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ORIGINAL ARTICLE
Year : 2007  |  Volume : 73  |  Issue : 6  |  Page : 393-396

An open randomized comparative study to test the efficacy and safety of oral terbinafine pulse as a monotherapy and in combination with topical ciclopirox olamine 8% or topical amorolfine hydrochloride 5% in the treatment of onychomycosis


1 Department of Dermatology and Venereology, L. L. R. M. Medical College, Meerut, Uttar Pradesh, India
2 Department of Microbiology, C. C. S University, Meerut, Uttar Pradesh, India

Correspondence Address:
R P Sharma
Department of Dermatology and STD, L. L. R. M. Medical College, Meerut, Uttar Pradesh - 250 005
India
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Source of Support: None, Conflict of Interest: None


DOI: 10.4103/0378-6323.37056

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  Abstract 

Background: Onychomycosis is a fungal infection of nails caused by dermatophytes, yeasts and molds. Aims: To study the efficacy and safety of oral terbinafine pulse as a monotherapy and in combination with topical ciclopirox olamine 8% or topical amorolfine hydrochloride 5% in onychomycosis. Methods: A clinical comparative study was undertaken on 96 Patients of onychomycosis during the period between August 2005 to July 2006. Forty-eight patients were randomly assigned in group A to receive oral terbinafine 250 mg, one tablet twice daily for seven days every month (pulse therapy); 24 patients in group B to receive oral terbinafine pulse therapy plus topical ciclopirox olamine 8% to be applied once daily at night on all affected nails; and 24 patients in group C to receive oral terbinafine pulse therapy plus topical amorolfine hydrochloride 5% to be applied once weekly at night on all the affected nails. The treatment was continued for four months. The patients were evaluated at four weekly intervals till sixteen weeks and then at 24 and 36 weeks. Results: We observed clinical cure in 71.73, 82.60 and 73.91% patients in groups A, B and C, respectively; Mycological cure rates against dematophytes were 88.9, 88.9 and 85.7 in groups A, B and C, respectively. The yeast mycological cure rates were 66.7, 100 and 50 in groups A, B and C, respectively. In the case of nondermatophytes, the overall response was poor: one out of two cases (50%) responded in group A, while one case each in group B and group C did not respond at all. Conclusion: Terbinafine pulse therapy is effective and safe alternative in treatment of onychomycosis due to dermatophytes; and combination therapy with topical ciclopirox or amorolfine do not show any significant difference in efficacy in comparison to monotherapy with oral terbinafine.


Keywords: Dermatophytes, Mold, Onychomycosis, Pulse therapy, Yeasts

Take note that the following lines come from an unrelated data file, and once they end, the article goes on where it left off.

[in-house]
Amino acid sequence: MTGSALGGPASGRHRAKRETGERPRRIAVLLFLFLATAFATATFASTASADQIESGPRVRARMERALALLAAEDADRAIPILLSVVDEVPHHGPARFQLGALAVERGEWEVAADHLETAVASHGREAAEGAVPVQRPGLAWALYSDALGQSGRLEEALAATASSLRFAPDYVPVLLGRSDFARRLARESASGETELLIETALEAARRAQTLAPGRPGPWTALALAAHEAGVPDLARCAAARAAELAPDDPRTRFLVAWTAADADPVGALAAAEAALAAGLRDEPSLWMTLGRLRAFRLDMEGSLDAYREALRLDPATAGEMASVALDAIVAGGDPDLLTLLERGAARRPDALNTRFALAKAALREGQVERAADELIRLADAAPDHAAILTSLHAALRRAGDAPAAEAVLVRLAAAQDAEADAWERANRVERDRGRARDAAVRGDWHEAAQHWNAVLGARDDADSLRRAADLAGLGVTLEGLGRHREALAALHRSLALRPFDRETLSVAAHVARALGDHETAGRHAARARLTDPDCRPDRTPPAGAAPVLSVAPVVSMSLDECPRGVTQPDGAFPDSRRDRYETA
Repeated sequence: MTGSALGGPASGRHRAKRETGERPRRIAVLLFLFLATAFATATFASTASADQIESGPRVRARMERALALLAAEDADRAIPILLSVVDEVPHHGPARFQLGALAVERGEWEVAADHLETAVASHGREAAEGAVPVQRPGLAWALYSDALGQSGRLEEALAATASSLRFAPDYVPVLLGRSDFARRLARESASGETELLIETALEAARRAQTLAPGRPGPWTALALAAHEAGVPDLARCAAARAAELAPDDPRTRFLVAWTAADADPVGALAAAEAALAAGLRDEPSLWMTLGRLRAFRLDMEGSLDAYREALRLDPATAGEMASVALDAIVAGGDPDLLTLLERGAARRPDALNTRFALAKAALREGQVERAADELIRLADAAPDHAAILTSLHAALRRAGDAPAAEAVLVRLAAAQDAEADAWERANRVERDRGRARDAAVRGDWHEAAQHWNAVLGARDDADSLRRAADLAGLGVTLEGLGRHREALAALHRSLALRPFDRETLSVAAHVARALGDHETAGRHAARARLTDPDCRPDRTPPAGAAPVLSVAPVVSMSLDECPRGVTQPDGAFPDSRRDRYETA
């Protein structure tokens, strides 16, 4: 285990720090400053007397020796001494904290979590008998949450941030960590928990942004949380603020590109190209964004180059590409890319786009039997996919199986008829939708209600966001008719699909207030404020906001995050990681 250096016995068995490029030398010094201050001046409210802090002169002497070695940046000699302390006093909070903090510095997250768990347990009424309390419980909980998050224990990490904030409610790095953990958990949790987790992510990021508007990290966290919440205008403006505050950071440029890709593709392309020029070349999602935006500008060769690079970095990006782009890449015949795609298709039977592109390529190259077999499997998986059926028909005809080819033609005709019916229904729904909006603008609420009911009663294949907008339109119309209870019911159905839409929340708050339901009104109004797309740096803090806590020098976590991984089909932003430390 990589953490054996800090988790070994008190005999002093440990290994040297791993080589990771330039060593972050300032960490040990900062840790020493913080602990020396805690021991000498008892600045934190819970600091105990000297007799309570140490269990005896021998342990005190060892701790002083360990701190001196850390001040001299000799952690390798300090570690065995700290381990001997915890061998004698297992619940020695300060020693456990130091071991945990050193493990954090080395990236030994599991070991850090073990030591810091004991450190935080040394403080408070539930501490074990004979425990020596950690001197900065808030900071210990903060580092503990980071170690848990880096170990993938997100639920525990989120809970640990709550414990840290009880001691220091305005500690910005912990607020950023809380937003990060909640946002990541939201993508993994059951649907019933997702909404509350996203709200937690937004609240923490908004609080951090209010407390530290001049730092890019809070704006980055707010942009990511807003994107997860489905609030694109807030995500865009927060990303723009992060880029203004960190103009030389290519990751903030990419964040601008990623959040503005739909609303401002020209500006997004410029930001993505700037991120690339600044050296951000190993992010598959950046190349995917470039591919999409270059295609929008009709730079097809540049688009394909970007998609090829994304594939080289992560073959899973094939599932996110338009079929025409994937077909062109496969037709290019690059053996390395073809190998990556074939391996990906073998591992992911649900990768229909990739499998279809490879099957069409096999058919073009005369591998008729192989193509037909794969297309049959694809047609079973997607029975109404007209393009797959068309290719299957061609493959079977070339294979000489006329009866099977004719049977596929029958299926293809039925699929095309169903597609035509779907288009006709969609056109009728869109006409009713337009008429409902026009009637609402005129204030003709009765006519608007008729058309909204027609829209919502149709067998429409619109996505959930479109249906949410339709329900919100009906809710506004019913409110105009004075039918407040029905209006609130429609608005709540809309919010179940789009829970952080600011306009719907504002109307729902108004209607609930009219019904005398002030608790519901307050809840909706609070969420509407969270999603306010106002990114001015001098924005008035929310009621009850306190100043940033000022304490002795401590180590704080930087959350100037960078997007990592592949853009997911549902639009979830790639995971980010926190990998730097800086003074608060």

How to cite this article:
Jaiswal A, Sharma R P, Garg A P. An open randomized comparative study to test the efficacy and safety of oral terbinafine pulse as a monotherapy and in combination with topical ciclopirox olamine 8% or topical amorolfine hydrochloride 5% in the treatment of onychomycosis. Indian J Dermatol Venereol Leprol 2007;73:393-6

How to cite this URL:
Jaiswal A, Sharma R P, Garg A P. An open randomized comparative study to test the efficacy and safety of oral terbinafine pulse as a monotherapy and in combination with topical ciclopirox olamine 8% or topical amorolfine hydrochloride 5% in the treatment of onychomycosis. Indian J Dermatol Venereol Leprol [serial online] 2007 [cited 2019 Apr 25];73:393-6. Available from: http://www.ijdvl.com/text.asp?2007/73/6/393/37056



  Introduction Top


Onychomycosis is a chronic infection of the nail predominantly caused by anthropophilic dermatophytes and to a lesser extent by yeasts ( Candida spp.) and nondermatophyte molds. The treatment of onychomycosis is far from satisfactory. However, the advent of terbinafine has revolutionized the therapy of onychomycosis because it has high clinical and mycological cure rates. [1],[2],[3] A major limitation to its widespread use is its high cost. Terbinafine is conventionally given in daily dose for 6-12 weeks. Since it persists in the nail apparatus for long durations even after the therapy is discontinued, pulse therapy is a good option as shown by different studies. [2],[4]

The recent introduction of the newer topical preparation with better drug delivery methods, low cost, low adverse effect profile, has allowed it to combine with the oral antifungal agents and this may cut short the treatment duration, achieve better results and reduce post-treatment relapse. Topical options include a nail lacquer containing either the ciclopirox olamine 8% applied once daily at night or the amorolfine hydrochloride applied once weekly as 5% lacquer; both are active against dermatophytes, yeasts and molds. [5],[6],[7] We compared their efficacy in combination with oral terbinafine vis-a-vis oral terbinafine alone.